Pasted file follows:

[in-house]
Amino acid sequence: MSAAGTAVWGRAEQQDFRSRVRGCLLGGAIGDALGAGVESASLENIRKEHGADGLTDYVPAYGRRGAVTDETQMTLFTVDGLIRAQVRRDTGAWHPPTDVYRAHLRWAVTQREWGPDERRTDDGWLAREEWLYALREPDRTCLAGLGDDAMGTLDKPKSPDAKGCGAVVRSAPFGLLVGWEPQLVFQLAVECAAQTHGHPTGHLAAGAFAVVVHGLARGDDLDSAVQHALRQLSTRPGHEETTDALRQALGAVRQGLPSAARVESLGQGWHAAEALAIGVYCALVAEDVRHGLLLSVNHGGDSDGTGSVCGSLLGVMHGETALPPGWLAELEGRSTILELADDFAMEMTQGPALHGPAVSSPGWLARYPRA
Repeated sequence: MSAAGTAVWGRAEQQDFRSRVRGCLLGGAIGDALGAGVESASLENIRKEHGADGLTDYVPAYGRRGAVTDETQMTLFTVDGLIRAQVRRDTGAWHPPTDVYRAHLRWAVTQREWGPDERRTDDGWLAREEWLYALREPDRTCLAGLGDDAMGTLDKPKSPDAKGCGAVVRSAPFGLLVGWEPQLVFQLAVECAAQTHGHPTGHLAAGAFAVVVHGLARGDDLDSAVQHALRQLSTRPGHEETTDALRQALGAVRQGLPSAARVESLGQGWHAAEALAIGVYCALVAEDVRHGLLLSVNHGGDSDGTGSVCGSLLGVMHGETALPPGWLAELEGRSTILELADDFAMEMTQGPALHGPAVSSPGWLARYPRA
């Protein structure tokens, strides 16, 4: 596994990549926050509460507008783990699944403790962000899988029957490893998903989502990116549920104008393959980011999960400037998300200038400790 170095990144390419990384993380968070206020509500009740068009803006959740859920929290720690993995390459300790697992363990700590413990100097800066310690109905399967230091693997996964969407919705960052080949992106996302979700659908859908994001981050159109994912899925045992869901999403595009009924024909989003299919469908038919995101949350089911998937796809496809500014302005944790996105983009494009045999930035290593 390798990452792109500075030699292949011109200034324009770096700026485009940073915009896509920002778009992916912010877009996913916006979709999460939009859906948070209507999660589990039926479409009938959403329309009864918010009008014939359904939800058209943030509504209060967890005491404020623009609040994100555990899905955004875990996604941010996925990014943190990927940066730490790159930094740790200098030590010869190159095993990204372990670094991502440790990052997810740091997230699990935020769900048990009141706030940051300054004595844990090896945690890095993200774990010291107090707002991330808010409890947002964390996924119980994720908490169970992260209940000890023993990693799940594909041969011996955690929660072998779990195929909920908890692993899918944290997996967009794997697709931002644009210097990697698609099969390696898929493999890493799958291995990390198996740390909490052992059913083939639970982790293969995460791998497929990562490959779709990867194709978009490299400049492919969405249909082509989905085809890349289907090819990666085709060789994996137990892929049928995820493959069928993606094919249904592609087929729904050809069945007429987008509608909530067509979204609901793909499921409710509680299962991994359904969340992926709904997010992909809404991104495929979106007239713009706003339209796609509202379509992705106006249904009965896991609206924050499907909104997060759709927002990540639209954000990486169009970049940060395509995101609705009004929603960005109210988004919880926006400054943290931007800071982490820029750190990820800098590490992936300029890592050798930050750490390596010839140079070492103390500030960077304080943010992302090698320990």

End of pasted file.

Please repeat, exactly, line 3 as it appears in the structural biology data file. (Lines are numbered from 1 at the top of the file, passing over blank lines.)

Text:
Repeated sequence: MSAAGTAVWGRAEQQDFRSRVRGCLLGGAIGDALGAGVESASLENIRKEHGADGLTDYVPAYGRRGAVTDETQMTLFTVDGLIRAQVRRDTGAWHPPTDVYRAHLRWAVTQREWGPDERRTDDGWLAREEWLYALREPDRTCLAGLGDDAMGTLDKPKSPDAKGCGAVVRSAPFGLLVGWEPQLVFQLAVECAAQTHGHPTGHLAAGAFAVVVHGLARGDDLDSAVQHALRQLSTRPGHEETTDALRQALGAVRQGLPSAARVESLGQGWHAAEALAIGVYCALVAEDVRHGLLLSVNHGGDSDGTGSVCGSLLGVMHGETALPPGWLAELEGRSTILELADDFAMEMTQGPALHGPAVSSPGWLARYPRA